1985 Porsche 962C VIN: 962-002 Coming Soon Porsche 962 HIstory The Porsche 962 (also known as the 962C in international competition) was built by Porsche as a replacement for the 956 and designed mainly to comply with IMSAs GTP regulations, although it would later compete in the European Group C formula as the 956 had. The 962 was introduced at the end of 1984, from which it quickly became successful through privateer owners while having a remarkably long-lived career, with some examples still proving competitive into the mid-1990s. 956 to 962 When the Porsche 956 was developed in late 1981, the intention of Porsche was to run the car in both the World Sportscar Championship and the North American IMSA GT Championship. However rule changes in IMSA GT saw the water-cooled engine of the 956 forbidden, as well as the chassis itself due to new safety regulations which required the drivers feet to be behind front axle. The 956s chassis had the drivers feet positioned in front of the front axle, thus making the car ineligible. To make the 956 eligible under the new IMSA rules, Porsche extended the 956s wheelbase moving the front axle forward of the drivers feet. A steel roll cage was also integrated into the new aluminum chassis. For an engine, the Porsche 934-derived Type-935 2.8L Flat-6 was used with air cooling and a single turbocharger instead of the twin turbochargers used on the the 956. The cars run under World Sportscar Championship regulations were designated as 962C to separate them from their IMSA GTP counterparts. However it would not be until 1986 that the 2.6L unit from the old 956 was replaced in the 962C. New engines with displacements of 2.8L, 3.0L, and 3.2L utilizing dual turbochargers were developed. In total, Porsche would produce 91 962s between 1984 and 1991. 16 were officially used by the factory team, while 75 were sold to customers. Some 956s were rebuilt as 962s, with two being previously written off and four others simply rebuilt. Three 962s that were badly damaged were also rebuilt had been given a new chassis number due to the extensive reconstruction. Due to the high demand for 962 parts, some aluminum chassis were built by Fabcar in the United States before being shipped to Germany for completion. ---------------------------------------------------------------------------------------------------------------------------------------------- We thank you for your interest in Canepa. To request further information or submit offers, please call or email: Bruce Canepa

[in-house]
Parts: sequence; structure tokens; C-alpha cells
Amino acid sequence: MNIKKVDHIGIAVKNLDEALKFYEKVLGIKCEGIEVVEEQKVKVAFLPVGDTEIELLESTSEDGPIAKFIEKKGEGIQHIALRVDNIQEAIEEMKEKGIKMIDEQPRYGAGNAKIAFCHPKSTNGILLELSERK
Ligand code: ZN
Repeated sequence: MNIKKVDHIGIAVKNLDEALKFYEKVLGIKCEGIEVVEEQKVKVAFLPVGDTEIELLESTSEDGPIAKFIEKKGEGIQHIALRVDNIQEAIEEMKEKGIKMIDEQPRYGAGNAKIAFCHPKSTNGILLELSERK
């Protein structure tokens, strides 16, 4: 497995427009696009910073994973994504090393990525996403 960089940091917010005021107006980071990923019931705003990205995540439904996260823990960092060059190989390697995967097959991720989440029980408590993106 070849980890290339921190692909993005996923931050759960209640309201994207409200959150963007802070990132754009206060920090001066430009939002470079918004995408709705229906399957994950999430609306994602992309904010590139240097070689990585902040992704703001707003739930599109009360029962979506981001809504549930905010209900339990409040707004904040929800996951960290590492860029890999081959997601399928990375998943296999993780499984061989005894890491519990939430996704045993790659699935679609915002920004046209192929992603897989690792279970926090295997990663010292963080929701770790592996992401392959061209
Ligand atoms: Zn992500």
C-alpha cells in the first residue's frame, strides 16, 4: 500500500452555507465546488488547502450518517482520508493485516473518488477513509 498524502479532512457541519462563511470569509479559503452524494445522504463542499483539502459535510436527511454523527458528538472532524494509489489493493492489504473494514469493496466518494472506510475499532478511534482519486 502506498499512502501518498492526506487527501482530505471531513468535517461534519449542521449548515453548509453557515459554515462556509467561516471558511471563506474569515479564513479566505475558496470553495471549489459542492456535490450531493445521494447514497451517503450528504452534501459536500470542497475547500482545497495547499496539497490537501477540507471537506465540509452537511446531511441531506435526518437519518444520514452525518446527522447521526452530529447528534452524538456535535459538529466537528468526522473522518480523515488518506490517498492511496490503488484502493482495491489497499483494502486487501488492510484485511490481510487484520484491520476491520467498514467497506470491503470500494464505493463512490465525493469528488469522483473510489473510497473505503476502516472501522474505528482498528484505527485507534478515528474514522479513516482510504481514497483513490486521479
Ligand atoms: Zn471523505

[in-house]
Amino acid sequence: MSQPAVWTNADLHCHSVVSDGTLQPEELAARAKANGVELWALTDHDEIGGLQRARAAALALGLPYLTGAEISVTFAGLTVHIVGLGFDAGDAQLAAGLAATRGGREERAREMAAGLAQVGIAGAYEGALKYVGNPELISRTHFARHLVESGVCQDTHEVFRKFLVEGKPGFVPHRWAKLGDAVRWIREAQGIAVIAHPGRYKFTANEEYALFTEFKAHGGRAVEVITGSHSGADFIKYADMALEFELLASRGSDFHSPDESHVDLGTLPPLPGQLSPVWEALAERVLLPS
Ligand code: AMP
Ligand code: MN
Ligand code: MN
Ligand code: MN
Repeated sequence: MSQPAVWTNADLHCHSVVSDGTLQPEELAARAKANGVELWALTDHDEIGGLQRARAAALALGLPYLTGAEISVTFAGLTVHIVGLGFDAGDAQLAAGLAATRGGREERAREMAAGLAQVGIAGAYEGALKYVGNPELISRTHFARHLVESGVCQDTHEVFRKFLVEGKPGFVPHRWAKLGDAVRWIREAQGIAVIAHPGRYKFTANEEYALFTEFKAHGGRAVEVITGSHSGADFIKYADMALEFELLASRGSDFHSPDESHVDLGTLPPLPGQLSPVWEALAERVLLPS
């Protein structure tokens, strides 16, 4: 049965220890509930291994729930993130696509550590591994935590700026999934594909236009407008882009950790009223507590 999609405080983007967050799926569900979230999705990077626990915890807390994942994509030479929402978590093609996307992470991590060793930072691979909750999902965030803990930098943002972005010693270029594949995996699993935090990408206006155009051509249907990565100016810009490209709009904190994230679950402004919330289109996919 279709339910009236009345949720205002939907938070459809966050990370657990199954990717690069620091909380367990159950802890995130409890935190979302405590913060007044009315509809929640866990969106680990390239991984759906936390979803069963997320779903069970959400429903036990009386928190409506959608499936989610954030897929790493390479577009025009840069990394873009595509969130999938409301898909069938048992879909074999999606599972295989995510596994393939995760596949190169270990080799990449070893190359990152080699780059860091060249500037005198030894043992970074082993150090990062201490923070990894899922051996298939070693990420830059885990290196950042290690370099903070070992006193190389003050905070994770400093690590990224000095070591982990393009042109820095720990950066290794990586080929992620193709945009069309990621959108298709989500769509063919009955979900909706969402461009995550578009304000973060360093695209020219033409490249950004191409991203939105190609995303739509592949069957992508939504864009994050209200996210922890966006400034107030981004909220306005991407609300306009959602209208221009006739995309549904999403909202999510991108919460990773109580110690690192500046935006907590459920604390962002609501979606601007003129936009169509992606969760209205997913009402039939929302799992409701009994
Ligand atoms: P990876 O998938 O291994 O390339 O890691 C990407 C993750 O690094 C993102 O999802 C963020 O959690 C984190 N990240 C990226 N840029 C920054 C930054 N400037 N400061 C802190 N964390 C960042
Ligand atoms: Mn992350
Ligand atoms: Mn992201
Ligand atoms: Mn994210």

bruce@canepa.com Please visit to view our complete inventory of automobiles. -

Year:  1985
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Category:  Cars
 |  Address:  Scotts Valley, California

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